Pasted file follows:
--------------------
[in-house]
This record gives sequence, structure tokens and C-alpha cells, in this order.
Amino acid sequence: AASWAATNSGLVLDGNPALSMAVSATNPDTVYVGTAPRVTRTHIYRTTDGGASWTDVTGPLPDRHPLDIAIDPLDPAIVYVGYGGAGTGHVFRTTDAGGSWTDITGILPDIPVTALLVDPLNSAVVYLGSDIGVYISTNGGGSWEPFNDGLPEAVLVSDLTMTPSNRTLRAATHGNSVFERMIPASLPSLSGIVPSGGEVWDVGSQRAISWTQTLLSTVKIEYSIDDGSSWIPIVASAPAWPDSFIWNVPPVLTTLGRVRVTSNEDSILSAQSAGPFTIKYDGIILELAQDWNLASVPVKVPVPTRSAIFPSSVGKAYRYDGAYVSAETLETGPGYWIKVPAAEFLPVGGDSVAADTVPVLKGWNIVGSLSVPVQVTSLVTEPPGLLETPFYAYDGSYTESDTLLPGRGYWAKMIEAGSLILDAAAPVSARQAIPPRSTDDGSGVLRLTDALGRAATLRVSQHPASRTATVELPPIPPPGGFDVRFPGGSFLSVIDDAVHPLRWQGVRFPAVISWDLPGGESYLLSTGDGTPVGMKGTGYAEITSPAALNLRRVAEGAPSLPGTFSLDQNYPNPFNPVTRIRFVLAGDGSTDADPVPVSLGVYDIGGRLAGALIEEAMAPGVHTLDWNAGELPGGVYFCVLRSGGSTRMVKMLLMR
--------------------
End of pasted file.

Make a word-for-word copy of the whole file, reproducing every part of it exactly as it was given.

[in-house]
This record gives sequence, structure tokens and C-alpha cells, in this order.
Amino acid sequence: AASWAATNSGLVLDGNPALSMAVSATNPDTVYVGTAPRVTRTHIYRTTDGGASWTDVTGPLPDRHPLDIAIDPLDPAIVYVGYGGAGTGHVFRTTDAGGSWTDITGILPDIPVTALLVDPLNSAVVYLGSDIGVYISTNGGGSWEPFNDGLPEAVLVSDLTMTPSNRTLRAATHGNSVFERMIPASLPSLSGIVPSGGEVWDVGSQRAISWTQTLLSTVKIEYSIDDGSSWIPIVASAPAWPDSFIWNVPPVLTTLGRVRVTSNEDSILSAQSAGPFTIKYDGIILELAQDWNLASVPVKVPVPTRSAIFPSSVGKAYRYDGAYVSAETLETGPGYWIKVPAAEFLPVGGDSVAADTVPVLKGWNIVGSLSVPVQVTSLVTEPPGLLETPFYAYDGSYTESDTLLPGRGYWAKMIEAGSLILDAAAPVSARQAIPPRSTDDGSGVLRLTDALGRAATLRVSQHPASRTATVELPPIPPPGGFDVRFPGGSFLSVIDDAVHPLRWQGVRFPAVISWDLPGGESYLLSTGDGTPVGMKGTGYAEITSPAALNLRRVAEGAPSLPGTFSLDQNYPNPFNPVTRIRFVLAGDGSTDADPVPVSLGVYDIGGRLAGALIEEAMAPGVHTLDWNAGELPGGVYFCVLRSGGSTRMVKMLLMR